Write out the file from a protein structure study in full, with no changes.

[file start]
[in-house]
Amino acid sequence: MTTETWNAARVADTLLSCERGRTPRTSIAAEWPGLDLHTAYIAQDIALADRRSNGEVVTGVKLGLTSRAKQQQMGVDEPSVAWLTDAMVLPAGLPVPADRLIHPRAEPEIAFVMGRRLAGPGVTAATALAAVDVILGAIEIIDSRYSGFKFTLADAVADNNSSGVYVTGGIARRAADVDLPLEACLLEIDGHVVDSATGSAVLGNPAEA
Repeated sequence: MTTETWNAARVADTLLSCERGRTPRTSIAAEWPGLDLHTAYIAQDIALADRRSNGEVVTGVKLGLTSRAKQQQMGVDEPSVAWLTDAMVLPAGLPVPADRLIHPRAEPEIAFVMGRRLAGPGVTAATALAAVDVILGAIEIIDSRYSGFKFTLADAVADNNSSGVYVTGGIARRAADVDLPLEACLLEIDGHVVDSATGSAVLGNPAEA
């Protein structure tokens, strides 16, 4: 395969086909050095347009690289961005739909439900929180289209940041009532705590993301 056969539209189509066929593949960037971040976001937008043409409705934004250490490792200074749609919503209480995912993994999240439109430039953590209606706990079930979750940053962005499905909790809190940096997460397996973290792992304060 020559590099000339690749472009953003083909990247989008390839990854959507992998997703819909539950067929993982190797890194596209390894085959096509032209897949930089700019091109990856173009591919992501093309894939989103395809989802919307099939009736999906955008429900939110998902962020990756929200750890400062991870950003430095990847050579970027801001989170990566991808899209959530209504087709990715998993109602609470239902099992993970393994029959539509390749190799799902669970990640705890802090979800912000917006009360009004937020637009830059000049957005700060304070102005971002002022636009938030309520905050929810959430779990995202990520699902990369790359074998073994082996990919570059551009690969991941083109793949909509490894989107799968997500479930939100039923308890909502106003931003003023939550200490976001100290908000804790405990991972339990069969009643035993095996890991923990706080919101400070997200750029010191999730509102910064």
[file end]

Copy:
[in-house]
Amino acid sequence: MTTETWNAARVADTLLSCERGRTPRTSIAAEWPGLDLHTAYIAQDIALADRRSNGEVVTGVKLGLTSRAKQQQMGVDEPSVAWLTDAMVLPAGLPVPADRLIHPRAEPEIAFVMGRRLAGPGVTAATALAAVDVILGAIEIIDSRYSGFKFTLADAVADNNSSGVYVTGGIARRAADVDLPLEACLLEIDGHVVDSATGSAVLGNPAEA
Repeated sequence: MTTETWNAARVADTLLSCERGRTPRTSIAAEWPGLDLHTAYIAQDIALADRRSNGEVVTGVKLGLTSRAKQQQMGVDEPSVAWLTDAMVLPAGLPVPADRLIHPRAEPEIAFVMGRRLAGPGVTAATALAAVDVILGAIEIIDSRYSGFKFTLADAVADNNSSGVYVTGGIARRAADVDLPLEACLLEIDGHVVDSATGSAVLGNPAEA
């Protein structure tokens, strides 16, 4: 395969086909050095347009690289961005739909439900929180289209940041009532705590993301 056969539209189509066929593949960037971040976001937008043409409705934004250490490792200074749609919503209480995912993994999240439109430039953590209606706990079930979750940053962005499905909790809190940096997460397996973290792992304060 020559590099000339690749472009953003083909990247989008390839990854959507992998997703819909539950067929993982190797890194596209390894085959096509032209897949930089700019091109990856173009591919992501093309894939989103395809989802919307099939009736999906955008429900939110998902962020990756929200750890400062991870950003430095990847050579970027801001989170990566991808899209959530209504087709990715998993109602609470239902099992993970393994029959539509390749190799799902669970990640705890802090979800912000917006009360009004937020637009830059000049957005700060304070102005971002002022636009938030309520905050929810959430779990995202990520699902990369790359074998073994082996990919570059551009690969991941083109793949909509490894989107799968997500479930939100039923308890909502106003931003003023939550200490976001100290908000804790405990991972339990069969009643035993095996890991923990706080919101400070997200750029010191999730509102910064």